And it is precisely in this space where Poland can have an extraordinary impact in curbing Russian influence. What this requires is not only ramping up aid to the local Polish-community, but a full-scale effort by the Polish Government to revive Polish culture throughout Moldova. While, in general, Poles are largely oblivious of their connection to these lands, locals remember. The Russian-speaking community which Moscow has so expertly manipulated for its own ends has diverse ethnic origins. Polish ancestors can be easily found in the family tree of a considerable number of locals, owing to the many waves of Russification these lands were subjected to.
Scratch the surface however, and the numbers show that the conditions necessary for a revival of Polish influence abound. Nina Shtanski, the former First Lady of Transnistria is of Polish descent, while onetime spokesman for the Transnistrian President Jevgeny Zubov spent his childhood in Poland. The surname of Moldova’s second President, Petru Lucinschi is the Romanian transliteration of the Polish last name Łuczyński.
This is especially true of Transnistria, a good portion of which for centuries was under direct Polish rule. Ruins of Polish manors, palaces, and churches dot the landscape. The valley of Valea Adîncă (Waładynka) was the setting of Horpyna’s cave from Sienkiewicz’s epic “With Fire and Sword.” In many ways, the local Polish community of this vicinity mirrors the modern fate of the otherworldly Saiga antelope that open this novel: a once common sight now teetering on the brink of extinction.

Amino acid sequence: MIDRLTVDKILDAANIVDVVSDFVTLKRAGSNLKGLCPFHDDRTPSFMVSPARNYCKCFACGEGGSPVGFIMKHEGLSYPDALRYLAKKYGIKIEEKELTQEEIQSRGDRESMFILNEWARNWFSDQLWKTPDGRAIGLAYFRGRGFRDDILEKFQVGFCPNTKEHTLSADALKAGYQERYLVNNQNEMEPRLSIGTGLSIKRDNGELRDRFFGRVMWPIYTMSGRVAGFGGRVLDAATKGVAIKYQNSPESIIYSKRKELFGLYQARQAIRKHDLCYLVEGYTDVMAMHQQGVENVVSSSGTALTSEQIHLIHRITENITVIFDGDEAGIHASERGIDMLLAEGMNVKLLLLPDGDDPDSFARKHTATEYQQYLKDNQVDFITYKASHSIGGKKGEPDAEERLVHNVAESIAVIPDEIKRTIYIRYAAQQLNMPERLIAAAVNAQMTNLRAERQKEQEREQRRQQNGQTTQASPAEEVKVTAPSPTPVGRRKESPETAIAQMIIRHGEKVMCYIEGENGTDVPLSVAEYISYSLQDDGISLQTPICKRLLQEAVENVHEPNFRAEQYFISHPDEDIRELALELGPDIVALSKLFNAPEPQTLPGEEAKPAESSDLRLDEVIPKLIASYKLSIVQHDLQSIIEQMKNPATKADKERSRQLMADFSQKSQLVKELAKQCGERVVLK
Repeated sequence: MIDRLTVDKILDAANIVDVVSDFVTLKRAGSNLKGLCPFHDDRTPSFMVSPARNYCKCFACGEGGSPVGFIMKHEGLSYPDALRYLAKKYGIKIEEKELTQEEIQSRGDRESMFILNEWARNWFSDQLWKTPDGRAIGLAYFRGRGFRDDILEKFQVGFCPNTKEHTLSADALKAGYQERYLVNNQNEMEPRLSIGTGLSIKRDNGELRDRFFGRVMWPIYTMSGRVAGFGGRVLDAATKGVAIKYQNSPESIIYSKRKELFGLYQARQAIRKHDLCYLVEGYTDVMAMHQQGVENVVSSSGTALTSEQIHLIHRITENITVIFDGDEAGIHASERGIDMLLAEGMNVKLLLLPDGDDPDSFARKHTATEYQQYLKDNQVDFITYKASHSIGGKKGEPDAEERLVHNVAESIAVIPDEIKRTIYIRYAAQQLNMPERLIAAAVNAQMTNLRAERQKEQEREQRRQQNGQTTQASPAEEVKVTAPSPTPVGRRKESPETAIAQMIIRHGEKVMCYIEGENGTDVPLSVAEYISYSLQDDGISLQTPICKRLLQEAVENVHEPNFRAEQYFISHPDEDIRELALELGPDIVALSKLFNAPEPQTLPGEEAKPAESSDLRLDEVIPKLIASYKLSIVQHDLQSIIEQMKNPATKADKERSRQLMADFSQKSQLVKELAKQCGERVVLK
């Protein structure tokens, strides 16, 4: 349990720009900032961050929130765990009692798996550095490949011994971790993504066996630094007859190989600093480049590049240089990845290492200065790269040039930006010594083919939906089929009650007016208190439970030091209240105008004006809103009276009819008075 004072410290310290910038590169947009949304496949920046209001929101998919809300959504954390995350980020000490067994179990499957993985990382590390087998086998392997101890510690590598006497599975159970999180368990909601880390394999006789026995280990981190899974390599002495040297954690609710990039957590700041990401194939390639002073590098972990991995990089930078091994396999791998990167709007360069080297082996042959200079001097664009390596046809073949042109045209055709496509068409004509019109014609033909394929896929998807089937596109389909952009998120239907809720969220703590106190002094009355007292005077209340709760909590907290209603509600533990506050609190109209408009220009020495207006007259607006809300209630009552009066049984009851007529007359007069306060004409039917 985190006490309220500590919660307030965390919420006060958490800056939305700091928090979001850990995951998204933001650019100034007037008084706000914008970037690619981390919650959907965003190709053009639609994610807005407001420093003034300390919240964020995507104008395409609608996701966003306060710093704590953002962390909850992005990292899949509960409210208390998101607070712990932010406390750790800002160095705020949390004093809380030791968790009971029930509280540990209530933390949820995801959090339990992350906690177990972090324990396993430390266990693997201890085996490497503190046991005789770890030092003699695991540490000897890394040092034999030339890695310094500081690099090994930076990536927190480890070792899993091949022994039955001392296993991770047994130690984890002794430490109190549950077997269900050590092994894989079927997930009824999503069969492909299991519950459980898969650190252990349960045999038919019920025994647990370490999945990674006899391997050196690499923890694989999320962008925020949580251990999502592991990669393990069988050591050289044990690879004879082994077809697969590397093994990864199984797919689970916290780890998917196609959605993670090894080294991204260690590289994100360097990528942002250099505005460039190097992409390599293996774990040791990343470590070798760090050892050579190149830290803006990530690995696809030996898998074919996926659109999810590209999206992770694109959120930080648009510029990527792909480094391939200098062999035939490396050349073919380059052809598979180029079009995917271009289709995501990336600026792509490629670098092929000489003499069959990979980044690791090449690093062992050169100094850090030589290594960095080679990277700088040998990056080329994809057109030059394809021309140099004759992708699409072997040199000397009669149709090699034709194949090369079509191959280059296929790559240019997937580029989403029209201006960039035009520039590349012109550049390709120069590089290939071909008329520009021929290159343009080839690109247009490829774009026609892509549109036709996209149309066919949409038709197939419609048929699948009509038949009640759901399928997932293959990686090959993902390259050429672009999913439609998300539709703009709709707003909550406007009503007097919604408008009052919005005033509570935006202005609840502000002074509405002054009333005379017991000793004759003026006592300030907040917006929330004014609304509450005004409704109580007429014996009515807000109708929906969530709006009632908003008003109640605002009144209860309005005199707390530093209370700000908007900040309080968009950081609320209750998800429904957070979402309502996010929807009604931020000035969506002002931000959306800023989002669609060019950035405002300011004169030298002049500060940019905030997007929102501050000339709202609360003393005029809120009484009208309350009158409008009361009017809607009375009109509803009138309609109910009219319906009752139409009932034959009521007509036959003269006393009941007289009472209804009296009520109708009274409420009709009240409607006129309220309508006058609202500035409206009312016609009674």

What’s needed to reverse the current state of affairs is a full-court press. Poland needs to focus on reconnecting with Moldova in the same way it reengaged with other states that were once part of Poland under the Jagiellonian dynasty which became newly independent after the breakup of the USSR. This should include aspiring to have the leaders of Moldova and Poland meet with the same frequency that Warsaw links up with their Lithuanian counterparts.
The best way to begin this effort would be to make it part of a new tripartite group including Romania in addition to Poland and Moldova. Akin to the Weimar Triangle, this partnership would in effect be the modern successor to the close relationship between Greater Romania and Poland between the two World Wars. Such an opening by Poland to these 2 Romanian-speaking countries presents a whole host of additional opportunities for synergy, including cultural exchanges that would facilitate rekindling the ancient connections between these peoples along the Baltic and Black Seas.
WHAT TO DO AND WHAT DO WE GAIN
It’s no surprise that Soviet rule was catastrophic for the Polish communities in all of the lands that make up Moldova today. Russification and persecution resulted in a community which only now is beginning to reorganize itself. The support of Poland has been vital to this effort, but up to now what’s been done has been insufficient to satisfy the scope of the problem.